Sleep medicine has been gaining popularity, making an entrance into universities in the North Carolina area. UNC Charlotte and UNC Chapel Hill have teamed up to develop a sleep science degree to give students an opportunity to study diseases that affect the sleep/wake cycle, the nervous system and psychiatric and behavioral disorders.

The Neurodiagnostics and Sleep Science bachelor’s degree is a two-year online program designed for students who have previously earned an associate’s degree at a community college. Once a student has completed a required two-year training in sleep medicine or neurodiagnostics from a community college, they can become a registered sleep technologist and complete a board exam. Following these prerequisites, they may apply to earn their bachelor’s in NDSS.

The program began accepting applicants in 2011 and within a two year span it produced a graduating class with the first sleep science degree of its kind in the world. These students endured a curriculum dedicated to recording and studying the electrical activity of the brain, spinal cord and peripheral nerves, the function of the cardiovascular system, and the function of the respiratory system. The program provides students with the advanced knowledge of sleep science that they need to later engage in roles of managerial, leadership and teaching positions in the sleep medicine field.

The UNC Sleep Disorders Center is one of many opportunities for students with an NDSS degree. This center is made up of a team of sleep neurologists that focus on treating and researching various sleep disorders. This team offers an array of services to people who have trouble sleeping too much or too little, those who suffer from limited function during the day from tiredness and sleep walking.

“These are the people who are changing the face of sleep medicine,” said Mary Ellen Wells, the degree’s Program Director.

Dr. Brad Vaughn, Director of the UNC Sleep Disorders Center, describes the process of the individualized treatment plans for patients as one of the most complete studies currently performed in North Carolina. When a new patient visits the center, they undergo appropriate testing for their sleeping patterns, which could involve an overnight sleep study. During the course of the study, doctors measure over 25 different parameters to later determine the necessary care needed. Along with treating patients, the center also does a handful of research ranging from therapeutic trials to psychological projects and the team also observes the influence that abnormal sleep has on the brain.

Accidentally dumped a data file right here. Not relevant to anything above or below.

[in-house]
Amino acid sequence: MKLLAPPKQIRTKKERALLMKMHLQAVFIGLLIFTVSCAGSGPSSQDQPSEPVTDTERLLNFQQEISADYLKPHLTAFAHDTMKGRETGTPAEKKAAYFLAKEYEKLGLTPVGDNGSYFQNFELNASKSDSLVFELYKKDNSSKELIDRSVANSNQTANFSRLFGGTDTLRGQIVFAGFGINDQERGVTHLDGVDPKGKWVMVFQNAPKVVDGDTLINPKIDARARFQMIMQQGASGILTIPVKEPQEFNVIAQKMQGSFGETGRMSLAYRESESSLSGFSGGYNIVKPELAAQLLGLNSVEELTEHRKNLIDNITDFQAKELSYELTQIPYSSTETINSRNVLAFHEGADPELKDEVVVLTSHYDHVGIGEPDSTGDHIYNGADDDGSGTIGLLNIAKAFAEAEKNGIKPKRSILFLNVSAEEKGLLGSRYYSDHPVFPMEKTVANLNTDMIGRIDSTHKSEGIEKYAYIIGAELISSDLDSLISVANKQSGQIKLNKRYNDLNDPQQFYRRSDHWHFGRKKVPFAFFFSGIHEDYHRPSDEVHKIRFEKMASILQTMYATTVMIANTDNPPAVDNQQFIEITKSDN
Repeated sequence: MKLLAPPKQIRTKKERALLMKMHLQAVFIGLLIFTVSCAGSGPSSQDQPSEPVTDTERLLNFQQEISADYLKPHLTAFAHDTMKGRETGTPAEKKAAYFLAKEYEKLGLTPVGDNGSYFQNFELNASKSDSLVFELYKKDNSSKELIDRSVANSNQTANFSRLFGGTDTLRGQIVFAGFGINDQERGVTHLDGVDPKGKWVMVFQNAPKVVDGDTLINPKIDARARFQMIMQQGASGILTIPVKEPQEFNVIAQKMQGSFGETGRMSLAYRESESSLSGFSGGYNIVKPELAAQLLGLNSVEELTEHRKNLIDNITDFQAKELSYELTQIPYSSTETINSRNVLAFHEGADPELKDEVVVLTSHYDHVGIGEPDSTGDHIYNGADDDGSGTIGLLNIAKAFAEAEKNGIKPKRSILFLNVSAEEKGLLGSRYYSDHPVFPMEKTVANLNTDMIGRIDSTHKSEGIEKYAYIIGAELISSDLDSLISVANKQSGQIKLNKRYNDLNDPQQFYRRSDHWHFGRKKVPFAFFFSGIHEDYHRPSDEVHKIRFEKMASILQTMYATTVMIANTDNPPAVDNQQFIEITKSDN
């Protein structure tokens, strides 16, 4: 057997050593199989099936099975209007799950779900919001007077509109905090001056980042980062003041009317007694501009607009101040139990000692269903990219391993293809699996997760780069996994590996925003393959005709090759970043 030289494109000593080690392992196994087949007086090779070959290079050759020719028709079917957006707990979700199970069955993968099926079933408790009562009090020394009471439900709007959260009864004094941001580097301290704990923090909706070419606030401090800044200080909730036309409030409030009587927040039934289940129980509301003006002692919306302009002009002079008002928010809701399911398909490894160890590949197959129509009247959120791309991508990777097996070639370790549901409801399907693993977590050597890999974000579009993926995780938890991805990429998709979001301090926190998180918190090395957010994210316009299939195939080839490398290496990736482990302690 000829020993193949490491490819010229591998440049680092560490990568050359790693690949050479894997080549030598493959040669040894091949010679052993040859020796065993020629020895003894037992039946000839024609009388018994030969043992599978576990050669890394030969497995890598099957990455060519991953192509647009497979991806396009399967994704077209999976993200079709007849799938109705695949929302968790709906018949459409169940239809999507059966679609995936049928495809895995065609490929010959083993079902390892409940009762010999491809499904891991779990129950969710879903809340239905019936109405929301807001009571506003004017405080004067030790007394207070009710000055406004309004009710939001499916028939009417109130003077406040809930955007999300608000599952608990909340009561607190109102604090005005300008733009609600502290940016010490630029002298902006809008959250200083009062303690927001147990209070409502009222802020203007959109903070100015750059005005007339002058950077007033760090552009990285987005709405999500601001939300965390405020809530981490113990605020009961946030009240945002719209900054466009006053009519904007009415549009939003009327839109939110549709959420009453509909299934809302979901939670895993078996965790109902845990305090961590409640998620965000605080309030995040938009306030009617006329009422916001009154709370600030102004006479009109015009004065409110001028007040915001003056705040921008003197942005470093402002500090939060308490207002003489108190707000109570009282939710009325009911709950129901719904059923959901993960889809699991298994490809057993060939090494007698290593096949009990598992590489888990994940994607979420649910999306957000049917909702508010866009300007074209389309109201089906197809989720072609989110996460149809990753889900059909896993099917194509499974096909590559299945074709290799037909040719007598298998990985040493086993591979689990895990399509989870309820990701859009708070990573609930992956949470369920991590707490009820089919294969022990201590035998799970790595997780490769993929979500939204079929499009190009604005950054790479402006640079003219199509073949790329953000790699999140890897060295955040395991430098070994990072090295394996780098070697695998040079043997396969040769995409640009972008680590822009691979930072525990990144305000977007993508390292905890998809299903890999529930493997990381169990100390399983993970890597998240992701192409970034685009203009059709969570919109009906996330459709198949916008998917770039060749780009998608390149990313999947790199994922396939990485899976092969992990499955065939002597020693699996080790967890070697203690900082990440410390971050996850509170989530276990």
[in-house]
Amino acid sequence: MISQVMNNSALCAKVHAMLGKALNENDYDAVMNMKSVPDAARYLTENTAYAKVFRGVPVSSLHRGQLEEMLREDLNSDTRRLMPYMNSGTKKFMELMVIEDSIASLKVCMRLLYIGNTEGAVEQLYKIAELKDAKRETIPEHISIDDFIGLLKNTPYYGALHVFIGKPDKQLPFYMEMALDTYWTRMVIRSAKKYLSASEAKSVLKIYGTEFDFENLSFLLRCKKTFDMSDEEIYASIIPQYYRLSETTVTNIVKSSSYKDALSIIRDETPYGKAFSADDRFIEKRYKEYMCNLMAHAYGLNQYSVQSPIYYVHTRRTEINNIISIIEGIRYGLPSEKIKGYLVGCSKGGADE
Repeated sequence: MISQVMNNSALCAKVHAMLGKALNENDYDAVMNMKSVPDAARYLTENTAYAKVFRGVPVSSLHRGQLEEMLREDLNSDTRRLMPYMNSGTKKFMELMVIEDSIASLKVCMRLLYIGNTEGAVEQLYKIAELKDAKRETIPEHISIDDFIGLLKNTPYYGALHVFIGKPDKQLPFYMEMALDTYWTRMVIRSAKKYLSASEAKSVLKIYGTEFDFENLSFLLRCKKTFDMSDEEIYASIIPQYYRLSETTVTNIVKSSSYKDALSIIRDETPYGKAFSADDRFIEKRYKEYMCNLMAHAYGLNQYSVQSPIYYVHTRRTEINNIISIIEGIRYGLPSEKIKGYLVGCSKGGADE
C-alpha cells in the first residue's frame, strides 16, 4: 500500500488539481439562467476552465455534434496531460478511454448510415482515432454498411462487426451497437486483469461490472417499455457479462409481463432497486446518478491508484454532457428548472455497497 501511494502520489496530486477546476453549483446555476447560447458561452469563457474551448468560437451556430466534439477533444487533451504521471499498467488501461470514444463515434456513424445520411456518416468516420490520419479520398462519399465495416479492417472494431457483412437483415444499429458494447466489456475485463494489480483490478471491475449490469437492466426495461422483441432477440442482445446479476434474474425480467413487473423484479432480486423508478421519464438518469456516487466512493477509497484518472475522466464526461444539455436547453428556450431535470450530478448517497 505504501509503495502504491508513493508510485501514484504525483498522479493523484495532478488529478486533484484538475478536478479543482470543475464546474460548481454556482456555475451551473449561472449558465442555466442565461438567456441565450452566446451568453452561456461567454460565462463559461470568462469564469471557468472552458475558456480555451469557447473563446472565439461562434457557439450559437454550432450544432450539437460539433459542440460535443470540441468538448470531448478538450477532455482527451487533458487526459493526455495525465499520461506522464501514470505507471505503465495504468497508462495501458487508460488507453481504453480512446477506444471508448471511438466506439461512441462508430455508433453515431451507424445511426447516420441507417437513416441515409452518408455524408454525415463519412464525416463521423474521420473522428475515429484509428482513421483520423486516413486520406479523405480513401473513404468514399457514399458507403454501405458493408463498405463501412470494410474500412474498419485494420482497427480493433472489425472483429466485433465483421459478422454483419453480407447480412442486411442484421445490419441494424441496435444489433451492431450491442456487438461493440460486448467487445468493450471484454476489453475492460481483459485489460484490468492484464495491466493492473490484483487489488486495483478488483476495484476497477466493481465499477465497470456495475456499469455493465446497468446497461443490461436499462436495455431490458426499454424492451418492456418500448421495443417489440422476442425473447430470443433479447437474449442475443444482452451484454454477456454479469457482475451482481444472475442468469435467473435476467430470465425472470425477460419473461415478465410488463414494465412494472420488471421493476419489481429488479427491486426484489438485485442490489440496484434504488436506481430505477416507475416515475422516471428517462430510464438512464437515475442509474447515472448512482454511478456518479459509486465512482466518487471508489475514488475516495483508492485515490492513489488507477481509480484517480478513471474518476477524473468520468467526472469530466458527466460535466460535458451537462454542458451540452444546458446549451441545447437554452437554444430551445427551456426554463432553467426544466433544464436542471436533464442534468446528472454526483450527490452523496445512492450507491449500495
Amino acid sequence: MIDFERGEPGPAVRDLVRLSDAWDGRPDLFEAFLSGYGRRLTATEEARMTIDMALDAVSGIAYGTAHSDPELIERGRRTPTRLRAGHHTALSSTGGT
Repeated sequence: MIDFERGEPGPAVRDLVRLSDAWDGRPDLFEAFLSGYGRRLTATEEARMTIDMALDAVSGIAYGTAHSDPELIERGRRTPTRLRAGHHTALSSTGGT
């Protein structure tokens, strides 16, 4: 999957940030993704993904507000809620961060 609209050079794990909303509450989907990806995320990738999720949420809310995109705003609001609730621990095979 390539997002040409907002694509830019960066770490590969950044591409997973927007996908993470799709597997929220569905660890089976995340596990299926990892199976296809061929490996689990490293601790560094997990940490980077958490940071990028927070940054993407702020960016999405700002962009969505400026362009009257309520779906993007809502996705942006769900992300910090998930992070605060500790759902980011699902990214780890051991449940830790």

Wells clarifies that we spend nearly a third of our lives sleeping and approximately a quarter of the population is impacted by sleep disorders. Sleep plays an essential role in your health and well-being throughout the course of your life. Getting enough quality sleep has many benefits, including caring for your physical and mental health, quality of life and personal safety.

“One of the things about sleep disorders is it’s something in which you can intervene and get a lot of benefit for people.” said Dr. Heidi Roth, Co-Director of the UNC Sleep Clinic.

With the collaboration of these two universities, the study of sleep science has evolved from the unfamiliar to a now advanced and well known practice that is allowing emerging students to contribute to the well-being of those around them.

NO COMMENTS